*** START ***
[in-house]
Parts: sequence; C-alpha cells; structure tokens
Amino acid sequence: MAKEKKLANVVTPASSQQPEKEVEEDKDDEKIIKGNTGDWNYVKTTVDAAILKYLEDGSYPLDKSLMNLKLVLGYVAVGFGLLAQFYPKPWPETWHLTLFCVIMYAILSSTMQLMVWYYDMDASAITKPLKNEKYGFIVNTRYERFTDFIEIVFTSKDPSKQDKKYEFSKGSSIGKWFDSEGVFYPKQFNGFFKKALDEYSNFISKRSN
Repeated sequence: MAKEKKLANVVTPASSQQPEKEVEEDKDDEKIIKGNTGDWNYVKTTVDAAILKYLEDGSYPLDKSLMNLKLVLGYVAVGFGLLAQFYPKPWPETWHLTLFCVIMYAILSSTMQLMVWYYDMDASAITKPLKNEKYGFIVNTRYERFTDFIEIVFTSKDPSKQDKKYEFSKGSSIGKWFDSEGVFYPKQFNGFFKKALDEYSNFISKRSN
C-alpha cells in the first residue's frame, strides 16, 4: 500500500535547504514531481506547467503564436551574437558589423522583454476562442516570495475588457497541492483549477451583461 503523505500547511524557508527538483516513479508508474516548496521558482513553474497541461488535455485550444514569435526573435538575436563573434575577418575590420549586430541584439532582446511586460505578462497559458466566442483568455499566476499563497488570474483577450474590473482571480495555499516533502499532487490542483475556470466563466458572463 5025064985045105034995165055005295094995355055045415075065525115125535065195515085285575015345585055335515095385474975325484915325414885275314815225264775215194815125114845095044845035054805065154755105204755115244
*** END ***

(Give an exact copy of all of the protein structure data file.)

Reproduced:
[in-house]
Parts: sequence; C-alpha cells; structure tokens
Amino acid sequence: MAKEKKLANVVTPASSQQPEKEVEEDKDDEKIIKGNTGDWNYVKTTVDAAILKYLEDGSYPLDKSLMNLKLVLGYVAVGFGLLAQFYPKPWPETWHLTLFCVIMYAILSSTMQLMVWYYDMDASAITKPLKNEKYGFIVNTRYERFTDFIEIVFTSKDPSKQDKKYEFSKGSSIGKWFDSEGVFYPKQFNGFFKKALDEYSNFISKRSN
Repeated sequence: MAKEKKLANVVTPASSQQPEKEVEEDKDDEKIIKGNTGDWNYVKTTVDAAILKYLEDGSYPLDKSLMNLKLVLGYVAVGFGLLAQFYPKPWPETWHLTLFCVIMYAILSSTMQLMVWYYDMDASAITKPLKNEKYGFIVNTRYERFTDFIEIVFTSKDPSKQDKKYEFSKGSSIGKWFDSEGVFYPKQFNGFFKKALDEYSNFISKRSN
C-alpha cells in the first residue's frame, strides 16, 4: 500500500535547504514531481506547467503564436551574437558589423522583454476562442516570495475588457497541492483549477451583461 503523505500547511524557508527538483516513479508508474516548496521558482513553474497541461488535455485550444514569435526573435538575436563573434575577418575590420549586430541584439532582446511586460505578462497559458466566442483568455499566476499563497488570474483577450474590473482571480495555499516533502499532487490542483475556470466563466458572463 5025064985045105034995165055005295094995355055045415075065525115125535065195515085285575015345585055335515095385474975325484915325414885275314815225264775215194815125114845095044845035054805065154755105204755115244